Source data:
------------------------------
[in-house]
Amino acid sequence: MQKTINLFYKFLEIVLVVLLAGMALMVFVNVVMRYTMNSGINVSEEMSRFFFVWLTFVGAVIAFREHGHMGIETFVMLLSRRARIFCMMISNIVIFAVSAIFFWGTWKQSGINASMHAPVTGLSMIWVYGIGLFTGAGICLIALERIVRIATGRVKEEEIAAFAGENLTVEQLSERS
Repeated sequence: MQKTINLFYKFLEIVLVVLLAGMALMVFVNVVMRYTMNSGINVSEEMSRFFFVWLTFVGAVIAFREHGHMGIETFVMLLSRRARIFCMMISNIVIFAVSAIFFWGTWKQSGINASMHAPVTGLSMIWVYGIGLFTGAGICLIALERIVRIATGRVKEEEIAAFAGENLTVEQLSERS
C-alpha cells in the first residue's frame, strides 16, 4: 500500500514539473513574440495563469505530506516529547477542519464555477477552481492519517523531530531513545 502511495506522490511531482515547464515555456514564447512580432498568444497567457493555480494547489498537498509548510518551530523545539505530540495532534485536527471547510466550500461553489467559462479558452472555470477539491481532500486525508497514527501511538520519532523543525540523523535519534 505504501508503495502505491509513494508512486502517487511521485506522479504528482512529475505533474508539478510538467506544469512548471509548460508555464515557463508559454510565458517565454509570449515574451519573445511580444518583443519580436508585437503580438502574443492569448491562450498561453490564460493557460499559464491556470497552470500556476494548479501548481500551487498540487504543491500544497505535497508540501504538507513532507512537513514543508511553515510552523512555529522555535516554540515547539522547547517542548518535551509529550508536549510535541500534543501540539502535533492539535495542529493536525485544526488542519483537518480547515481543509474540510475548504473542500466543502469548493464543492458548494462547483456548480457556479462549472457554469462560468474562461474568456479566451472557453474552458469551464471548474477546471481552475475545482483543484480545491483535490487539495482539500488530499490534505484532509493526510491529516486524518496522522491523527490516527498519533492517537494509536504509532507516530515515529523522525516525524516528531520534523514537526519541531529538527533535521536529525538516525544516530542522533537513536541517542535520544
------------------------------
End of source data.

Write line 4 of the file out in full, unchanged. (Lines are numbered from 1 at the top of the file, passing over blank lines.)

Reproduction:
C-alpha cells in the first residue's frame, strides 16, 4: 500500500514539473513574440495563469505530506516529547477542519464555477477552481492519517523531530531513545 502511495506522490511531482515547464515555456514564447512580432498568444497567457493555480494547489498537498509548510518551530523545539505530540495532534485536527471547510466550500461553489467559462479558452472555470477539491481532500486525508497514527501511538520519532523543525540523523535519534 505504501508503495502505491509513494508512486502517487511521485506522479504528482512529475505533474508539478510538467506544469512548471509548460508555464515557463508559454510565458517565454509570449515574451519573445511580444518583443519580436508585437503580438502574443492569448491562450498561453490564460493557460499559464491556470497552470500556476494548479501548481500551487498540487504543491500544497505535497508540501504538507513532507512537513514543508511553515510552523512555529522555535516554540515547539522547547517542548518535551509529550508536549510535541500534543501540539502535533492539535495542529493536525485544526488542519483537518480547515481543509474540510475548504473542500466543502469548493464543492458548494462547483456548480457556479462549472457554469462560468474562461474568456479566451472557453474552458469551464471548474477546471481552475475545482483543484480545491483535490487539495482539500488530499490534505484532509493526510491529516486524518496522522491523527490516527498519533492517537494509536504509532507516530515515529523522525516525524516528531520534523514537526519541531529538527533535521536529525538516525544516530542522533537513536541517542535520544